Evidence of professional values in a rural medical education program: Implications for medical education leaders
AuthorGalper, Carol Quillman
AdvisorQuinn, David M.
MetadataShow full item record
PublisherThe University of Arizona.
RightsCopyright © is held by the author. Digital access to this material is made possible by the University Libraries, University of Arizona. Further transmission, reproduction or presentation (such as public display or performance) of protected items is prohibited except with permission of the author.
AbstractMedical education leaders have been concerned about the decline in professionalism among medical students. While many studies have documented the professional socialization of medical students most have simply noted the process or examined the adaptation on the part of the students to the environment of the academic health center. Few have examined the socialization of professionalism, although many articles in the literature have discussed the lack of professionalism seen among medical students and they progress through their medical education. This is seen in students' distancing from patients, adopting the use of dehumanizing terminology when referring to patients and their families, and the decline in psycho-social functioning. There appear to be many factors that have facilitated this decline in professional values. Some include the increasing involvement of managed care in the teaching hospital, requirements for faculty to increase their clinical revenue thus reducing their time spent with students, and relegation of the teaching of medical students to residents. This study examines an alternate environment, the rural site, as one that may favor the adoption of the traditional or core professional values of physicians. This research qualitatively examines student's comments related to their involvement in a rural medical education program. This program, which selects 15 students each year from the entering class of medical students, seeks to nurture interest in rural practice. These medical students appear to have increased exposure to professional values due to their increased time spent in the rural environment. These teaching sites provide an alternative with which to compare the values held and reinforced in the academic health center. The values in the rural environments appear to be different than those in the academic health center, and seem to reflect professionalism in ways that are more consistent with the traditional values of physicians. These values include ones such as service to the community, altruism, honesty, respect and collegiality. The professional socialization of medical students requires the socialization of professional values. The rural medical education sites examined here through the students' comments reflect a different type of experience, one in which professional values are modeled, expected and upheld.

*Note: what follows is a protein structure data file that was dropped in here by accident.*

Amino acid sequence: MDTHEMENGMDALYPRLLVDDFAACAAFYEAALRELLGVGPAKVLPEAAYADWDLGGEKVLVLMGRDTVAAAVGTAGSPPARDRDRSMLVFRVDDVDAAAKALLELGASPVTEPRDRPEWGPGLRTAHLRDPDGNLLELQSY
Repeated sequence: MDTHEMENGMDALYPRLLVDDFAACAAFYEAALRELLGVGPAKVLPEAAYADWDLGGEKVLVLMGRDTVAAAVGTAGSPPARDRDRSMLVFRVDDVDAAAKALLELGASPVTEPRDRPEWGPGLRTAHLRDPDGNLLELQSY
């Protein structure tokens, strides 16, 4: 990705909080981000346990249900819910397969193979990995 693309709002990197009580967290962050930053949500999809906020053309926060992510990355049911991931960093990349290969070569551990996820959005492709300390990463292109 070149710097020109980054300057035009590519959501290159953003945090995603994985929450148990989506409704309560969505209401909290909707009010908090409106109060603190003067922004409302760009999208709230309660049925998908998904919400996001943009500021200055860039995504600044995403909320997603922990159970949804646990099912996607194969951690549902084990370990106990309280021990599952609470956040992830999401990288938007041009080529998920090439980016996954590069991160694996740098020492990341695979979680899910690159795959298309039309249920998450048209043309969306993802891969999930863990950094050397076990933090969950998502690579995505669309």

Degree ProgramGraduate College